New Brooklyn condos outsold those in Manhattan this year. The surprising reversal reflects a long-term shift in the balance of real estate power among New York City boroughs. That’s according to a new report by NYC real estate platform Marketproof.
Three trends have shifted the market over the course of the last four years:
- International buyers looked elsewhere following the 2016 US election,
- a new mansion tax went into effect in July 2019, imposing progressively higher tax rates as sales prices climb, and
- COVID temporarily shut down the market and made Manhattan less desirable in 2020.
In the aftermath of these events, new Brooklyn condos outsold Manhattan in all four quarters in 2020, but the gap widened considerably in Q3 and then again in Q4, when Brooklyn new developments sold nearly 1.5x Manhattan’s, according to Marketproof New Development data. This shows that COVID widened a gap between Brooklyn and Manhattan’s new condo markets that had already materialized in Q1.
To be sure, COVID also adversely affected the Brooklyn market in absolute terms. But the borough did not suffer losses nearly as steep as Manhattan’s or even Queens’.
You can see the hits Manhattan has taken over the past few years in the below chart, which shows the number of Manhattan new condo sales per month dating back to January 2016.
The first steep decline hit in September 2017, six months after President Trump’s inauguration. According to NAR, nationwide, the amount of money international buyers spent on residential US real estate dipped 21% from 2017 to 2018 and 36% the following year.
The 2019 mansion tax supplied another shock in mid-2019. Buyers raced to purchase costly Manhattan inventory in May and June 2019 before the progressive tax took effect, ratcheting up taxes on purchases above $1 million. In July, sales plummeted.
Finally, COVID further shrank the market for Manhattan condos, which are on average several times more expensive than those in Brooklyn and Queens. This year, the number of Manhattan new development unit sales declined from over 350 in Q1 to less than 200 in each of the remaining three quarters.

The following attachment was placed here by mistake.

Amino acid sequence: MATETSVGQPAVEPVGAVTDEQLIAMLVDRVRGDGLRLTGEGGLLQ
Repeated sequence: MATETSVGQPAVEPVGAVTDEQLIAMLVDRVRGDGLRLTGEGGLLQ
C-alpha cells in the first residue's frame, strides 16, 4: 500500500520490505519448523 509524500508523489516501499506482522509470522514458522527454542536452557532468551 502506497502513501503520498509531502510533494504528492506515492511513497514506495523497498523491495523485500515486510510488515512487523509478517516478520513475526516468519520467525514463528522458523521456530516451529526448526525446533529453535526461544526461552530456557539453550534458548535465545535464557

Also striking is that while the number of units sold in Manhattan from Q1 to Q2-4 plummeted from 353 to fewer than 200, the price of the average deal remained steady at $3.7-4 million in Q1, Q2, and Q4. By contrast, the average price of Brooklyn deals held level at about $1 million. Queens deals averaged $796,000 to $866,000.
This underscores why it has been so difficult for Manhattan developers to close on new condos: They just do not have the sub-$1 million inventory Brooklyn and Queens developers can move in a tough market for sponsors.
Manhattan’s loss is Brooklyn’s gain
Buyers are flocking from Manhattan’s costlier digs to Brooklyn and Queens. Instead of foreign buyers driving the market by closing on $4+ million apartments, local buyers are increasingly setting the pace for developers with $1 million purchases in smaller buildings.
While Brooklyn’s overall condo sales trailed Manhattan’s by 7%, the borough sold 35% more units than Manhattan in new developments. New condo sales in Queens reached 76% of new condo sales in Manhattan.
Including listed and shadow inventory, Manhattan sponsors have 7,600 newly developed condos on their hands. Brooklyn has 3,690. At the current pace at which condos in each borough are selling, it will take Manhattan eight years to unload its current inventory. It will take Brooklyn four years and Queens just over three.
Brooklyn and Queens standouts
Brooklyn sales strength primarily rested on smaller buildings in neighborhoods that have seen success for more than a decade, including Bedford Stuyvesant, Crown Heights, Bushwick, East Williamsburg, and Greenpoint.
Consider 21 Powers Street in East Williamsburg. The new development has sold 12 of its 14 units since sales began in September 2018. All sold for between $789,000 and $1.74 million. The building offers eight one-bedrooms, and its six two-bedrooms come with the modest average size of 1,087 sf. It effectively targets the kind of buyer driving today’s market.
In Queens, Galerie at 22-18 Jackson Avenue in Long Island City is a standout. Sales began in January 2018. Since then, the building has sold 136 of its 182 units, or 75%. Many of these sold for $1 million or less, and sales start as low as $575,000.
Finally, Murray Hill’s Changan Tower closed 86% of its 22 units in 2020 alone. The Queens condo includes 22 two-bedrooms with an average size of 968 sf. It has sold units for between $350,000 and $640,000.
While COVID partially explains the relative shift in popularity from Manhattan to Brooklyn and Queens, it would be unwise to view the latter’s emerging strength relative to Manhattan as a passing, COVID-specific trend.
This multi-year trend is likely to endure, even if a new administration and COVID vaccines slow the rate of change. The balance of real estate power in NYC is shifting among the boroughs.
Disclosure: Marketproof powers the real estate listings for Brownstoner, a publication of Schneps Media, which is the parent company of amNewYork Metro.